This commentary is available as both text and video; enjoy both or either. To see past FaceTime commentaries, go to the MNB Channel on YouTube.
Hi, I'm Kevin Coupe and this is FaceTime with the Content Guy.
Last weekend's Super Bowl, and indeed the entire playoffs season, featured something that we are used to at American sporting events - athletes who seem to believe that they succeeded because of divine intervention. This always makes me a little crazy, because God is not a Patriots fan, or a Yankee fan, or a Lakers fan. (I think we know for sure that he or she is not a Jets or a Mets fan, but that's a different story...)
I have no problem with people making the most of what they believe are their God-given talents and then giving thanks to whatever deity they believe in. There's something actually humble about players of opposing teams gathering in a circle to pray at the conclusion of a football game. Though, to be honest, I wonder how people would react if Muslim players engaged in a public display of their religious beliefs after a game.
I do think there is a line that probably should not be crossed, mostly because I think there is a certain arrogance in thinking that God has a stake in - or even cares - how a sporting event turns out. Just not that important. (Though my kids did advance the theory that if God is a Patriots fan, maybe we can blame God for deflating the balls...)
I've been thinking about this subject in part because of a story that was reported out of Blue Ridge, Georgia, about a Walmart greeter there who got into trouble because he'd say to people entering the store, "Have a blessed day." Apparently somebody complained, and Walmart told him to stop. Then there was a public backlash, and Walmart reversed itself. James Philips is now allowed to say, "Have a blessed day," and not get into trouble.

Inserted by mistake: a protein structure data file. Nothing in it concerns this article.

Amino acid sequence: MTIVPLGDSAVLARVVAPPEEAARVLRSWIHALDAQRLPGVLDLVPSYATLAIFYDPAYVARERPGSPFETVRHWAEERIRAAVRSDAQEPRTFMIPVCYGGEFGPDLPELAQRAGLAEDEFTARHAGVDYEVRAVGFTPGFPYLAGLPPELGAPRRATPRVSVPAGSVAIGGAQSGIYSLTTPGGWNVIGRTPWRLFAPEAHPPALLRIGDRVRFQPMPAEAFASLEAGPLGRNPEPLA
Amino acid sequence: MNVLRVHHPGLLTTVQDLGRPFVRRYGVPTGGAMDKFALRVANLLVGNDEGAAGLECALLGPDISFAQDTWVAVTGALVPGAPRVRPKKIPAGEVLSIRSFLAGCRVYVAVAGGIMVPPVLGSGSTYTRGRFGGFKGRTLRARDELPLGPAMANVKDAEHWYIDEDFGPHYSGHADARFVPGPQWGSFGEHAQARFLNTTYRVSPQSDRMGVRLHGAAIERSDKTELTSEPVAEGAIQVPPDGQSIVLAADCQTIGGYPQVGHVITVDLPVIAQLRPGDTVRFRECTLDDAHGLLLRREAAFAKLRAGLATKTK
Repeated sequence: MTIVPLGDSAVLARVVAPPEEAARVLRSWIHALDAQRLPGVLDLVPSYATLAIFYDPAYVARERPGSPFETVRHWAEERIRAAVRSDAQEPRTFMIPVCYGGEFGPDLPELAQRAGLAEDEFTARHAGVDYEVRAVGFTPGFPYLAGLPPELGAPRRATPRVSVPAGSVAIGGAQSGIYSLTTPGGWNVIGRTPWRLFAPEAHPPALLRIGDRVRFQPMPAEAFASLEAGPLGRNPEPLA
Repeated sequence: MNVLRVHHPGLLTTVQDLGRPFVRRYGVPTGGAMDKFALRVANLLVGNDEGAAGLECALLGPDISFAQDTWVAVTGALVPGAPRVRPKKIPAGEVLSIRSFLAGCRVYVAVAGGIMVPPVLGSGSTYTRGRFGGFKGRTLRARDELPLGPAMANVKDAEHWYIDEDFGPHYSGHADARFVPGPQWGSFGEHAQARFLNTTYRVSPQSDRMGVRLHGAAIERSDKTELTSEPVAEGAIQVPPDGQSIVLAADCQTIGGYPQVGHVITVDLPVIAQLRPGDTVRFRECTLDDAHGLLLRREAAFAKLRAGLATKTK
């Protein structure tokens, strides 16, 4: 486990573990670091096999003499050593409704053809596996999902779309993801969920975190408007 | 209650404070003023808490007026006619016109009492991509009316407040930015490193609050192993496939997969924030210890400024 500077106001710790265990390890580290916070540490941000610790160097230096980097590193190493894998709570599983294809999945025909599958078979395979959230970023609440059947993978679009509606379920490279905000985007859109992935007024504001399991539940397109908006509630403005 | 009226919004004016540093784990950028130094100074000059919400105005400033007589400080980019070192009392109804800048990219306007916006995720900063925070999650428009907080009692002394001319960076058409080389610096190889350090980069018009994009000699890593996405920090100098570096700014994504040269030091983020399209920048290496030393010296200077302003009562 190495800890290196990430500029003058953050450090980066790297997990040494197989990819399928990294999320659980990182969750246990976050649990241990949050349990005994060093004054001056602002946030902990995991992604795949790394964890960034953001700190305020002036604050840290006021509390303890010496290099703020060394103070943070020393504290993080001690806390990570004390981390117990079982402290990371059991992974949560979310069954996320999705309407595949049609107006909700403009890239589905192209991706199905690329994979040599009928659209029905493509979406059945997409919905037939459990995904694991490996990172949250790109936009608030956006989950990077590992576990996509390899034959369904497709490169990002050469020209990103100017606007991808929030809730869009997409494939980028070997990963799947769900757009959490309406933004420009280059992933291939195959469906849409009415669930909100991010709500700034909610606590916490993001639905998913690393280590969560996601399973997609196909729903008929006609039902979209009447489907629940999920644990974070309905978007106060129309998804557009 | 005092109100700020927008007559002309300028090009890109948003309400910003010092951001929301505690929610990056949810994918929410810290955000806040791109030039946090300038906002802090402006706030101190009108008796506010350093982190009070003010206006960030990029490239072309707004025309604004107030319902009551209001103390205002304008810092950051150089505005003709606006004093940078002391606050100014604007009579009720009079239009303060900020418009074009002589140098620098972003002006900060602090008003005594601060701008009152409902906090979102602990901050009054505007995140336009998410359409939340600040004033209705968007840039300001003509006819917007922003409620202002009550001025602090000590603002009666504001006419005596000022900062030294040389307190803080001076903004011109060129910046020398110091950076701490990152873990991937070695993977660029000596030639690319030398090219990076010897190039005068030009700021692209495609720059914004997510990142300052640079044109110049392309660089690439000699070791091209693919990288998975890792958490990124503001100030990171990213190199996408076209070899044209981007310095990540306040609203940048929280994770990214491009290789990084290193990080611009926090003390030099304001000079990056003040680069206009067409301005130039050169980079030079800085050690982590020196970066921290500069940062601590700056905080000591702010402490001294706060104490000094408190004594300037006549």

Here's what I think about this.
I'm far from being a particularly spiritual guy, but it wouldn't bother me at all if someone said that to me in a Walmart. I'd probably say, "You have a blessed day, too!" Quite frankly, I have a problem with people who are so intolerant that they'd complain about such a thing. Life's way too short...
The guy wasn't saying, "Have a blessed day, but only if you worship my God at my church, using my rules." And it doesn't sound like there was fire and brimstone in his voice .... the guy sounds like a reasonably pleasant individual. Quite frankly, it seems to me that even atheists and agnostics could find something to like in his greeting, which also could be interpreted as "have a day blessed by good luck."
I mean, come on. Can't we all just relax a little bit about this stuff? Who complains about things like this? Again, I think there probably are lines that should not be crossed, especially in a work environment ... but I also think that if I want people to be tolerant about whatever my beliefs happen to be, I need to be tolerant about theirs. Most of time, I want to be the guy erring on the side of being too tolerant. It is easier to make and keep friends that way, easier to get things done, and a better way of avoiding agita.
From my perspective, there's way too much agita in the world, most of it caused by people who are sure their way is the only way.
That's what is on my mind this Thursday morning .... I hope you have a blessed day or a happy day ... or whatever kind of day you'd like to have. As always, I'd like to hear what is on your mind.
- KC's View: